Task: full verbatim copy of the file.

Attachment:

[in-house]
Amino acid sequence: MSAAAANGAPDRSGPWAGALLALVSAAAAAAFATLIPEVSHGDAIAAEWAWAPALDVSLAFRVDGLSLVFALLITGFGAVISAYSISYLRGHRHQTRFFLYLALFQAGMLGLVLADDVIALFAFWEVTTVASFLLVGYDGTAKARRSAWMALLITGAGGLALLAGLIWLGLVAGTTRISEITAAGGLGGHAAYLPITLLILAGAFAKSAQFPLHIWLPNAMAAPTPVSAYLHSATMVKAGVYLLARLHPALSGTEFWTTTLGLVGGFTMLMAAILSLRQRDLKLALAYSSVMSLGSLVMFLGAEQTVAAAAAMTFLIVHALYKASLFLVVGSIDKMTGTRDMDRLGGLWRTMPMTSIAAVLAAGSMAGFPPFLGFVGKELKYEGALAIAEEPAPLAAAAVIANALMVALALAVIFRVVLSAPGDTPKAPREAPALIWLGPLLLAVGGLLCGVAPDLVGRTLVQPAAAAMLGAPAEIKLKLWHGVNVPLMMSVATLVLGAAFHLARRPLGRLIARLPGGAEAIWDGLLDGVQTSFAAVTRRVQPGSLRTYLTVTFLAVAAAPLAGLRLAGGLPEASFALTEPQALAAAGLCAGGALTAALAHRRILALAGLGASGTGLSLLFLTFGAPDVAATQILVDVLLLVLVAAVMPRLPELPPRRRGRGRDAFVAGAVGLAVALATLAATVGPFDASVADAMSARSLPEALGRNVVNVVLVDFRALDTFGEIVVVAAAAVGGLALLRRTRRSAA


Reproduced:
[in-house]
Amino acid sequence: MSAAAANGAPDRSGPWAGALLALVSAAAAAAFATLIPEVSHGDAIAAEWAWAPALDVSLAFRVDGLSLVFALLITGFGAVISAYSISYLRGHRHQTRFFLYLALFQAGMLGLVLADDVIALFAFWEVTTVASFLLVGYDGTAKARRSAWMALLITGAGGLALLAGLIWLGLVAGTTRISEITAAGGLGGHAAYLPITLLILAGAFAKSAQFPLHIWLPNAMAAPTPVSAYLHSATMVKAGVYLLARLHPALSGTEFWTTTLGLVGGFTMLMAAILSLRQRDLKLALAYSSVMSLGSLVMFLGAEQTVAAAAAMTFLIVHALYKASLFLVVGSIDKMTGTRDMDRLGGLWRTMPMTSIAAVLAAGSMAGFPPFLGFVGKELKYEGALAIAEEPAPLAAAAVIANALMVALALAVIFRVVLSAPGDTPKAPREAPALIWLGPLLLAVGGLLCGVAPDLVGRTLVQPAAAAMLGAPAEIKLKLWHGVNVPLMMSVATLVLGAAFHLARRPLGRLIARLPGGAEAIWDGLLDGVQTSFAAVTRRVQPGSLRTYLTVTFLAVAAAPLAGLRLAGGLPEASFALTEPQALAAAGLCAGGALTAALAHRRILALAGLGASGTGLSLLFLTFGAPDVAATQILVDVLLLVLVAAVMPRLPELPPRRRGRGRDAFVAGAVGLAVALATLAATVGPFDASVADAMSARSLPEALGRNVVNVVLVDFRALDTFGEIVVVAAAAVGGLALLRRTRRSAA